Saturday, February 22, 2014
Sun Ra: Some Live Recording Reviews
[A little over 10 years ago, I used to write record reviews for Nine Times, a publication of Plan 9 Music. From time to time I will put up some of these reviews for posterity.]
Sun Ra and His Intergalactic Research Arkestra
It's After the End of the World
Sun Ra and His Arkestra
Live at Montreux
These are two primo concert recordings of Sun Ra and his Arkestra from the 1970s. Both of these albums were originally released in that decade, and this is the first domestic release of either of them on CD (with one caveat). It's After the End of the World, originally appearing on MPS in 1971, consists of heavily edited excerpts from two concerts of an early European tour, in Germany in the fall of 1970. The Arkestra was huge for the tour, including the stellar sax lineup of John Gilmore on tenor, Marshall Allen and Danny Davis on alto (featured on some blistering duets), Pat Patrick and Danny Thompson on baritone, and Absholom Ben Shlomo on alto. Add two of the greatest trumpeters ever to play with Ra, Kwame Hadi and Akh Tal Ebah, plus bass clarinet, oboe, French horn, and English horn, not to mention all the other instruments doubled on by most of these players, and you've got one hell of a horn section. Ra's arrangements put it to good use, and the results are astonishing, from all-out full-throttle blasting to solo spots, from dark brooding melodies to atonal screeching. Ra was heavily into the mini-moog at this time, and he adds outer space textures throughout. Although this is the first release of the original LP on CD, it should be noted that more complete versions of both of these concerts appeared on CD in 1998, on Black Myth/Out in Space (Motor Music). All of the music from It's After, plus over an hour of additional music, appears there; it may be out of print but is well worth tracking down if this single disc isn't enough for you. It's After is an album of exhilarating big band jazz, one of Ra's best, surpassed perhaps only by 1976's Live in Montreux.
Recorded just six years later at the Montreux Jazz Festival, Live at Montreux finds the Arkestra again in fine form. Most of this 2-CD set, originally a 2-LP set first on Saturn and then on Inner City, is not as consistently in your face as It's After, but it has its out moments. Ra assembled another enormous big band for the concert, including the return of two players who hadn't appeared with him since the '60s, Chris Capers on trumpet and Clifford Jarvis on drums. Pat Patrick again appears on baritone sax, along with the regular sax section. There's brilliant playing throughout, by John Gilmore as always (who particularly shines on an outstanding high-tempo "Take the A Train") and by Ahmed Abdullah on trumpet. But the true star of Montreux is Ra himself, whose organ, moog, and piano playing is exemplary here. From the solo piano intro to "Take the A Train" to his synthesizer interjections in the extended mix of improvisation and arranged riffs that make up most of the first disc, Ra is on fire. This is the real deal. The concert culminates in a majestic rendering of "El Is a Sound of Joy," one of Ra's best compositions from the '50s. With the grandeur of its opening theme and its foot-stomping baritone sax-anchored middle section with brilliant trumpet work from Abdullah, this is a killer version of a Ra classic. Excellent sound, nice gatefold case, and the inclusion of the original liner notes by Bob Blumenthal, combined with the music itself, make this a superb reissue of what may be Sun Ra's single best live recording released during his lifetime. Then again, with It's After the End of the World, Nothing Is, and Nuits de la Fondation Maeght, that last statement may not be true. Get them all and judge for yourself.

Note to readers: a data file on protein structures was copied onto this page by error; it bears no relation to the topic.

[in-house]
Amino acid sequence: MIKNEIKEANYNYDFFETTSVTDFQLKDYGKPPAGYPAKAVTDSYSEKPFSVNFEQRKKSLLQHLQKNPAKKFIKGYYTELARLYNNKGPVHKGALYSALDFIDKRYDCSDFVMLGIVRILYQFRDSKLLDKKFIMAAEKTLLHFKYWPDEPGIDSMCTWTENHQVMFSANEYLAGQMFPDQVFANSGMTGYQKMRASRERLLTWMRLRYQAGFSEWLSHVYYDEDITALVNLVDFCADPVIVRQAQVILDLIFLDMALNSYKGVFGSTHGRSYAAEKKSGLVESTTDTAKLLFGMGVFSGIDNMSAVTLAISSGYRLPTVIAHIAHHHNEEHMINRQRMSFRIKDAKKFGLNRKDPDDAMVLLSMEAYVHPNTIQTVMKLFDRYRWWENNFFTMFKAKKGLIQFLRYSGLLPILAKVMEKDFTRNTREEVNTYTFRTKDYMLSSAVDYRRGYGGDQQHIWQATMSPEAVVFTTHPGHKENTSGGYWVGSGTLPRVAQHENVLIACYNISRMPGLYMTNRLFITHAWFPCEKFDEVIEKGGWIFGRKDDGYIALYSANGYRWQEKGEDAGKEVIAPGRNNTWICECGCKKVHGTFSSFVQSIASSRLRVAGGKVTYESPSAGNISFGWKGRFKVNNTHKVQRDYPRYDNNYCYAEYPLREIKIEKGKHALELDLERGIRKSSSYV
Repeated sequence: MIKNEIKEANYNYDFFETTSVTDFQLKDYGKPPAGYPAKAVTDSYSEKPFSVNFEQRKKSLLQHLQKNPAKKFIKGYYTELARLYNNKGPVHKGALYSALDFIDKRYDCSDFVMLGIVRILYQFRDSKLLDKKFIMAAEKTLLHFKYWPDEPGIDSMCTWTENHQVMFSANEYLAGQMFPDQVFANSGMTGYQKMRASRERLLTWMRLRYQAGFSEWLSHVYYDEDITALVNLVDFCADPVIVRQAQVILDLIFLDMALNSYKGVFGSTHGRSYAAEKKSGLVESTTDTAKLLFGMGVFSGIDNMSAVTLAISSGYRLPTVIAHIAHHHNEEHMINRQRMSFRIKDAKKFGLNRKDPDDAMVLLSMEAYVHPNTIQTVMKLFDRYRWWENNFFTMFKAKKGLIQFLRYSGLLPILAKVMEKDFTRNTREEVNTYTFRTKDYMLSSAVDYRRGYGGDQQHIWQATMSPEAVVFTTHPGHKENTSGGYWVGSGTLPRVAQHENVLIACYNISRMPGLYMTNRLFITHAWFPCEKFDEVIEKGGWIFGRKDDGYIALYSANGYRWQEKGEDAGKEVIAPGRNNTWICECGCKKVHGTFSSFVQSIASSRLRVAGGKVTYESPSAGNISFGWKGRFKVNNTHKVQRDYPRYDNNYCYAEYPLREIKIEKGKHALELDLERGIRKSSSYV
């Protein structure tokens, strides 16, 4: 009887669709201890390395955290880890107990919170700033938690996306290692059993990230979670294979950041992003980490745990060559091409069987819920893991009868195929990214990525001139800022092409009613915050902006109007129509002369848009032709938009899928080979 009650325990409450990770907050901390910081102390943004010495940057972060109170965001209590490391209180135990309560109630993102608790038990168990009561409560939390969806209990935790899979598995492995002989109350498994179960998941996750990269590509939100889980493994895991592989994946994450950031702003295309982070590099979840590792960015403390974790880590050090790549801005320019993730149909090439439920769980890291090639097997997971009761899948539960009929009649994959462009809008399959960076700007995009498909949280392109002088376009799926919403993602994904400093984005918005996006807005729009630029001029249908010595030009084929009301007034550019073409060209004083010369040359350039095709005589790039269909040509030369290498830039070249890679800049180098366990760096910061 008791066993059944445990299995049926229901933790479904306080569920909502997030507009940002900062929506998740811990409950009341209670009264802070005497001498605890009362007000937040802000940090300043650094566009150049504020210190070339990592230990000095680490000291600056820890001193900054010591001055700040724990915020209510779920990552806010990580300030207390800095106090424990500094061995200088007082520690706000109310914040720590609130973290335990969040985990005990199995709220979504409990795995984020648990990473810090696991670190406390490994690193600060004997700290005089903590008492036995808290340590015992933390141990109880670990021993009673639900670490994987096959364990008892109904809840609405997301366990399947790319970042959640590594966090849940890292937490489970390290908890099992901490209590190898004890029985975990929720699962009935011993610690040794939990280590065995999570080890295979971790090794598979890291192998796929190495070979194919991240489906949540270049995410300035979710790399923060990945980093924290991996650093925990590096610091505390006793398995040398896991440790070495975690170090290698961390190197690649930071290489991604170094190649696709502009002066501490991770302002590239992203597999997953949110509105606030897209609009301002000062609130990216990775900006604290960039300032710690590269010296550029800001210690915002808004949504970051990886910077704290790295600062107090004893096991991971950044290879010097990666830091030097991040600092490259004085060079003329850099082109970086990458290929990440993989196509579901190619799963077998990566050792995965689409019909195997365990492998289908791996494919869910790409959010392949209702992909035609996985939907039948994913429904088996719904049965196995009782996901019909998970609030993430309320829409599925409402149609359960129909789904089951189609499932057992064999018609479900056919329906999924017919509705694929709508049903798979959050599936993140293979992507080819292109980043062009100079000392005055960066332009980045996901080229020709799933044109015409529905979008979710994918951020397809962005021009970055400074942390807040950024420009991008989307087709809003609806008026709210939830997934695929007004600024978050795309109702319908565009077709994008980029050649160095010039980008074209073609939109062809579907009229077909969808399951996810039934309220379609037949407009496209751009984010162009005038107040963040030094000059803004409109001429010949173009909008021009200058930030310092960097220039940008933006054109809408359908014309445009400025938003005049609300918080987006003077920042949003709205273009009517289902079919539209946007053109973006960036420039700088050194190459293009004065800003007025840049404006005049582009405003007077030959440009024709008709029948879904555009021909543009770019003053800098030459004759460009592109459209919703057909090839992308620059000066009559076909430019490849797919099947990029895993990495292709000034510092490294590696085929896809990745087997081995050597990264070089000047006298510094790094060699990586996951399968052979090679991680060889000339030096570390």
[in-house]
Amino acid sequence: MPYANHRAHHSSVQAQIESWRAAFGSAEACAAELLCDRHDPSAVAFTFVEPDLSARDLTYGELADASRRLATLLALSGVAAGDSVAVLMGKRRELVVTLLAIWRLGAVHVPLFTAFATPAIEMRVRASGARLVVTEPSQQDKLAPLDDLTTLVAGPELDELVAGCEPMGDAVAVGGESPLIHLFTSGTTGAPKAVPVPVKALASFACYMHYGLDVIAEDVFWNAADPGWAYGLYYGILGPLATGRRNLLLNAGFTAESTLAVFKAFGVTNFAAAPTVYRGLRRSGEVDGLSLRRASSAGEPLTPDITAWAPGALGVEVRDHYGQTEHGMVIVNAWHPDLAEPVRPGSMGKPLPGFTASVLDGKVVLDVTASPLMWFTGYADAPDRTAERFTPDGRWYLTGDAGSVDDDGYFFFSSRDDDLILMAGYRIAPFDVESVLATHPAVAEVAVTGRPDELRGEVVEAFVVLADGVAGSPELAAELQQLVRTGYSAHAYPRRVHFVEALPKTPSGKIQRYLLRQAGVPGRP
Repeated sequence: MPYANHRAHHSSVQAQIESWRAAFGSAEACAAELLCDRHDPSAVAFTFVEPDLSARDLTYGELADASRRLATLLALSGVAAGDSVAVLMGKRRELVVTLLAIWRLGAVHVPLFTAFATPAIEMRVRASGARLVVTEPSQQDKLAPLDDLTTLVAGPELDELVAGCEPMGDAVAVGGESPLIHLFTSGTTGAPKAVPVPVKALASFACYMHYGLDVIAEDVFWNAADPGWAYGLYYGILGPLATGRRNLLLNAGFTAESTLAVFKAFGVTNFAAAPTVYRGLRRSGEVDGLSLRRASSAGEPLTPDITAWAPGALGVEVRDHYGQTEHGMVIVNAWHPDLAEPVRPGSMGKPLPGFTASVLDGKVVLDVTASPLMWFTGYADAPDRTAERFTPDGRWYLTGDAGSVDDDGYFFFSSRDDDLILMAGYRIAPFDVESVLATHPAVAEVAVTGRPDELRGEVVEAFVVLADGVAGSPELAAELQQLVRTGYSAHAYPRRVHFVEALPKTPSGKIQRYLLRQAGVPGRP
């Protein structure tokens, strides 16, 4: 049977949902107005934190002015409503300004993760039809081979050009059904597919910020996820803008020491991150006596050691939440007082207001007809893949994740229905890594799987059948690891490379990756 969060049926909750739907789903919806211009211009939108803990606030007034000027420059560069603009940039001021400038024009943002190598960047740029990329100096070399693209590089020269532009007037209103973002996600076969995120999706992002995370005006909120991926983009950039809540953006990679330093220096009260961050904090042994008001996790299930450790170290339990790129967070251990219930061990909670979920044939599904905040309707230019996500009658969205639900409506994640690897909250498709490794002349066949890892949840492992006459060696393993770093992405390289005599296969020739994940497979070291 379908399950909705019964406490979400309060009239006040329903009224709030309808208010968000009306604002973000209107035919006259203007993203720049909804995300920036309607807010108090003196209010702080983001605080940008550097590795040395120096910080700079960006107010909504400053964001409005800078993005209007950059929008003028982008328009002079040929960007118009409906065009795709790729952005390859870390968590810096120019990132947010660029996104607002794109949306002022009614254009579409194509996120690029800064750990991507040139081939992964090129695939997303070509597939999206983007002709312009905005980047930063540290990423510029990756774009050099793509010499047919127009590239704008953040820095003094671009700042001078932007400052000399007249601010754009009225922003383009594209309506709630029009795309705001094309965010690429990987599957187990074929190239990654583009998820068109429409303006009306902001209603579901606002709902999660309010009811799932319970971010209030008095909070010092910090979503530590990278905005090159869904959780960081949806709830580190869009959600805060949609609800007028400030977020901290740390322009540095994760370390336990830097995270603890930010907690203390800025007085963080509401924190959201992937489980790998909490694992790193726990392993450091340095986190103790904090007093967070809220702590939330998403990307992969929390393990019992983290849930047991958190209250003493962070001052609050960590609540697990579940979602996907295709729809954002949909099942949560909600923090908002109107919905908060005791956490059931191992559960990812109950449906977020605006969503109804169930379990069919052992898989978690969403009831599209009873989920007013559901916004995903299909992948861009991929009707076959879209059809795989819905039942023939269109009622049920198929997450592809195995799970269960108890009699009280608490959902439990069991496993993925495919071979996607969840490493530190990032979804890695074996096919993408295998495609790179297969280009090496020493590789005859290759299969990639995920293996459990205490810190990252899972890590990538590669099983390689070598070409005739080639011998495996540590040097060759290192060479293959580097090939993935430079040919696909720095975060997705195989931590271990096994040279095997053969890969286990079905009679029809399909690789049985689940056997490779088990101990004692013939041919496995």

2003 (Originally published in Nine Times, July 2003)
The Sun Ra Arkestra
Live at Praxis '84
This 2-CD set, recorded live in Greece in 1984, is a reissue of what was originally 3 LPs released on the obscure Praxis label. It's a recording of an entire Ra concert, which means the music covers a wide spectrum of jazz styles, from Fletcher Henderson big band arrangements and piano blues to wild freewheeling improvisation, and everything in between and beyond: original Ra compositions ("Fate in a Pleasant Mood," "They'' Come Back"), more modern jazz and pop covers ("Satin Doll," "Mack the Knife," with Satchmo-style vocals from James Jacson), a healthy dose of space chants, and a burning (pun intended) version of "Nuclear War." There's a great vocal version of "Enlightenment" that flows into "Strange Mathematics/Rhythmic Equations," where Ra discourses on music history: "They tried to fool you / Now I got to school you / All about jazz."
By this time, Ra's wilder days were behind him, and his concerts had settled into a comfortable, programmatic groove. But the Arkestra continued to be a formidable big band, driven largely by Ra's keyboard mastery (best featured here on the solo piano "Over the Rainbow"), Marshall Allen's driving alto sax (Allen continues to lead the Arkestra to this day), and John Gilmore's commanding presence on tenor sax. Gilmore was a masterful player whose authority, phrasing, and sense of beauty and wonder were second to no one. His presence is sorely missed on the jazz since since his passing in 1995, so every release featuring him is a cause for celebration. He solos extensively here on several tracks, especially "Egyptian Fantasy [Carefree]," "Satin Doll," and "Discipline 27."
The mood throughout this concert is joyful and buoyant. The sound is occasionally boomy, and the bass is sometimes underrecorded, but for the most part it conveys a good sense of the spectacle and theatricality of a typical '80s Ra concert. Dancers are listed in the personnel, and even though you can't hear them, you can sense their presence in the sheer physicality and energy of the performance.
2000 (Originally published in Nine Times, August 2000)